February 2018: Continuum: Lifelong Learning in Neurology
Mark S Wainwright
PURPOSE OF REVIEW: All critical care is directed at maintaining brain health, but recognizing neurologic complications of critical illness in children is difficult, and limited data exist to guide practice. This article discusses an approach to the recognition and management of seizures, stroke, and cardiac arrest as complications of other critical illnesses in the pediatric intensive care unit. RECENT FINDINGS: Convulsive and nonconvulsive seizures occur frequently in children after cardiac arrest or traumatic brain injury and during extracorporeal membrane oxygenation...
February 2018: Continuum: Lifelong Learning in Neurology
Kavelin Rumalla, Vijay Letchuman, Kyle A Smith, Paul M Arnold
BACKGROUND: Hydrocephalus is a life-threatening sequela of traumatic brain injury (TBI) with poorly defined epidemiology in children. Here, we report the national incidence, risk factors, and outcomes associated with post-traumatic hydrocephalus (PTH). METHODS: The Kids Inpatient Database (2003, 2006, 2009, 2012) was queried using the International Classification of Diseases, Ninth Edition, Clinical Modification (ICD-9-CM) codes to identify all patients (age 0 to 20) with TBI (850...
December 11, 2017: Pediatric Neurology
Michelle E Schober, Daniela F Requena, Christopher K Rodesch
In adult rats, erythropoietin improved outcomes early and late after traumatic brain injury, associated with increased levels of Brain Derived Neurotrophic Factor. Using our model of pediatric traumatic brain injury, controlled cortical impact in 17-day old rats, we previously showed that erythropoietin increased hippocampal neuronal fraction in the first two days after injury. Erythropoietin also decreased activation of caspase3, an apoptotic enzyme modulated by Brain Derived Neurotrophic Factor, and improved Novel Object Recognition testing 14 days after injury...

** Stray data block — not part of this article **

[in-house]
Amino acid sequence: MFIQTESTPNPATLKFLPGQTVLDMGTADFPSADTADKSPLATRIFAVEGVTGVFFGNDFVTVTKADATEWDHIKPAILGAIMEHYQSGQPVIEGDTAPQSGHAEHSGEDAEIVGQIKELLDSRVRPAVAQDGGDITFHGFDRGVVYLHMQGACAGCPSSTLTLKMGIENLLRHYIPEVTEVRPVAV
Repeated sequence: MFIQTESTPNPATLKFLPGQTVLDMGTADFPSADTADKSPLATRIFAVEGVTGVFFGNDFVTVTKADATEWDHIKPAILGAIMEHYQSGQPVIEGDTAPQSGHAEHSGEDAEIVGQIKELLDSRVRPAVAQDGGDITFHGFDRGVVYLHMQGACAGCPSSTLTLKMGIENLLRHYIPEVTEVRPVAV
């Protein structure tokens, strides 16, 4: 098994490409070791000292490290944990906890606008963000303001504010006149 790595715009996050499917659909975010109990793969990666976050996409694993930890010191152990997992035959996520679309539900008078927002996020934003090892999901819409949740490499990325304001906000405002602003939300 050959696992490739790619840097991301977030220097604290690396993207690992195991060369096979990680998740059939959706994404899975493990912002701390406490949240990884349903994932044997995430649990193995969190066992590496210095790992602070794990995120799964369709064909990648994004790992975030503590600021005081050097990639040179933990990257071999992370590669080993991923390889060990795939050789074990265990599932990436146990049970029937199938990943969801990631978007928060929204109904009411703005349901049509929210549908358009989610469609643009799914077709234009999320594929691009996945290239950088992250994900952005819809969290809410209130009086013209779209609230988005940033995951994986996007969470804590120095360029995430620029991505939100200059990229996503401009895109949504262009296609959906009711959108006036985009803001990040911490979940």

February 8, 2018: Brain & Development
Tolu O Oyesanya, Traci R Snedden
PURPOSE: Pediatric nurses play a significant role in all phases of traumatic brain injury (TBI) recovery, particularly during the hospital stay. Although evidence-based nursing practice is known to improve patient outcomes, limited research exists on nurses' evidence-based perceived knowledge and beliefs specific to TBI care. As nurses' perceived knowledge and beliefs are known to guide their practice behaviors, this assessment is important to overall TBI outcomes. The purpose of this study was to evaluate pediatric nurses' evidence-based perceived knowledge and beliefs in providing care for children and adolescents with moderate-to-severe TBI...
February 10, 2018: Journal for Specialists in Pediatric Nursing: JSPN
Julia C Slovis, Nachi Gupta, Natasha Y Li, Steven G Kernie, Darryl K Miles
OBJECTIVES: We analyzed a prospective database of pediatric traumatic brain injury patients to identify predictors of outcome and describe the change in function over time. We hypothesized that neurologic status at hospital discharge would not reflect the long-term neurologic recovery state. DESIGN: This is a descriptive cohort analysis of a single-center prospective database of pediatric traumatic brain injury patients from 2001 to 2012. Functional outcome was assessed at hospital discharge, and the Glasgow Outcome Scale Extended Pediatrics or Glasgow Outcome Scale was assessed on average at 15...
February 6, 2018: Pediatric Critical Care Medicine